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Industry trends toward heavy cattle contribute to high feed, operating costs

by Wyoming Livestock Roundup

Oklahoma City, Okla. –“Profit-motivated commercial operations must be more cost-efficient to maintain or improve profit margins,” said David Lalman, associate professor of animal science at Oklahoma State University.

“Grazed forage remains the least expensive source of nutrients to maintain a beef cow herd,” he continued. “Therefore, a long-term stated goal of ranchers and academicians has been to match cow size and milk production potential to forage resources in order to optimize forage utilization and reproductive efficiency.”

However, with producers leaning towards higher producing animals, the nutrient demands are exceeding what can be met with forage. 

“Producers are modifying the environment to fit the type of cows they like instead of working hard to make sure they have cattle that fit their forage resources,” said Lalman. 

At the 2013 Beef Improvement Federation Symposium held June 12–15 in Oklahoma City, Okla., Lalman educated the audience on matching cattle to resources available. 

Industry trends

Lalman likened trends in the cattle industry to a swinging pendulum, constantly traveling between extremes. In the 1950s, producers bred for shorter, thicker cattle but, when the pendulum swung towards the other extreme in the 1970-80s, the industry began seeing immensely larger framed cattle. 

Lalman claimed that the industry is still seeing these extremes.

“Are cattle changing? Of course they are, but not in frame size, in weight,” he said.  

“In 1982, a 48 inch heifer weighed 720 pounds,” he continued. “In 2011, a 48 inch heifer weighed 841 pounds, increasing the overall weight per inch of height in yearling Angus heifers.”

“Continued selection for growth and capacity may be a contributing factor to the high cost of keeping a beef cow in today’s expensive production environment,” Lalman elaborated. 

As growth increases, there is a positive correlation in feed intake and gut capacity, which results in greater internal organ mass relative to live body weight. The increase in organ mass increases nutrient demand because the gastrointestinal tract and liver also increase in size. These organs account for 40 to 50 percent of the total energy expended in a beef cow. 

“Moreover, from a commercial cow/calf perspective, continued selection for cattle with extreme appetite and a larger digestive tract may expose an enterprise depending primarily on grazed forage to more risk,” he added.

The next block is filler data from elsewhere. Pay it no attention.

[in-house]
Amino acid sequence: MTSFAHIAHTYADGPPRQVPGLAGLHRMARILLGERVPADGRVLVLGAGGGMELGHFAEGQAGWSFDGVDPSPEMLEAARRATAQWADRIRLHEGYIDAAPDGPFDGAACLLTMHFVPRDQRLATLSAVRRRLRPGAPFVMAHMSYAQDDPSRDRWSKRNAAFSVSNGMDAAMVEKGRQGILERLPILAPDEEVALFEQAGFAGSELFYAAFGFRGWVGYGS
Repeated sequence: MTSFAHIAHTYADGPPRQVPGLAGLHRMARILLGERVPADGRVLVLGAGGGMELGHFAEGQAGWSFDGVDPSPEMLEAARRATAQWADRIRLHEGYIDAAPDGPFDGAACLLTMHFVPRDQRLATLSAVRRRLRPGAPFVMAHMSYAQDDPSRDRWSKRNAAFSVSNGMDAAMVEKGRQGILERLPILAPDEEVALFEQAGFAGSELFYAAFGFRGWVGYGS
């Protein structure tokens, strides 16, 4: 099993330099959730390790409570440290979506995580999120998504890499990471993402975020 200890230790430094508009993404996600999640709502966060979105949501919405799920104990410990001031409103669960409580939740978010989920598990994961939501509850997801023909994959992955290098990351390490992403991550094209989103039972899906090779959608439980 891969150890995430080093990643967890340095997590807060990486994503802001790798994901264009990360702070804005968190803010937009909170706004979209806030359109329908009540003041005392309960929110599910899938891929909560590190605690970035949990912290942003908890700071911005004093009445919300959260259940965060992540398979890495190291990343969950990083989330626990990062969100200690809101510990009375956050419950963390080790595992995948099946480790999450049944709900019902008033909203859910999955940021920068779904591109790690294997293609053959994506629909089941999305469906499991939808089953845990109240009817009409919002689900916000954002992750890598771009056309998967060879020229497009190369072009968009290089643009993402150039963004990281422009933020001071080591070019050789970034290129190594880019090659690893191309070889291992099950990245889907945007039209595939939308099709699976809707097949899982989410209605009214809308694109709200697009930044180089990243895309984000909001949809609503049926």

Growth selection

“Selection for increased weaning and yearling growth has been steady since 1990, according to most breeds’ genetic trend data,” he said. “Effectively, if this data is indicative of what is going on in the industry, there have not been dramatic improvements in weaning weights or weaning rates.”

However, increased weight of the dam is proven to increase the weight of the calf. For every 100 pounds of increased mature cow weight, the calf is expected to weigh an additional six pounds at weaning.

“Every 100 pounds of additional cow weight costs about $42 in added maintenance cost,” stated Lalman. “Producers need 50 pounds of additional calf weight to pay for it, and we’re a long way from that.”

Milk EPDs

Across breeds the milk Expected Progeny Difference (EPD) has seen varied changes.

“Similarly, milk EPDs in some breeds have consistently increased, while other breeds’ genetic trend is negative or static,” he stated. “Most breeds with negative or static genetic trend had a relatively high capacity for milk yield when they entered the U.S. beef industry.”

Lalman also told producers to examine the economic impact of high producing animals whose requirements exceed that of the forage available. 

“Average cost per additional pound of calf weight gain from additional milk averaged $1.13,” he explained. “The value of additional weight in U.S. medium and large framed number one feeder cattle at Oklahoma National Stockyards on May 22 averaged 85 cents.” 

“Obviously, there are many factors that will have dramatic impacts on this cost of added gain calculation,” he continued. “However, this simple calculation shows that there may be a limit to the amount of money that should be invested into generating calf weight through additional pounds of milk production.”

 Improving the ‘match’

“Improving the match of cow and forage type without increasing inputs requires long term commitment,” Lalman said. “It only makes sense in a commercial operation to select for moderate frame, moderate milk and moderate muscle in the cow herd.”

“Producers have to be able to resist the temptation to gradually modify the environment and be willing to challenge those cows with the environment,” he advised. “Have the cattle show producers which animals fit in the operation.”

Lalman said that open cows should be culled and to keep only early-born and early-bred heifers. He also added that bulls out of cows that always calve early should be bought or kept. 

“Purchase bulls out of cows that are managed like yours are or better,” he emphasized. “Their dams should have never missed a calf or calve early.” 

Kelsey Tramp is the assistant editor at the Wyoming Livestock Roundup and can be reached at 

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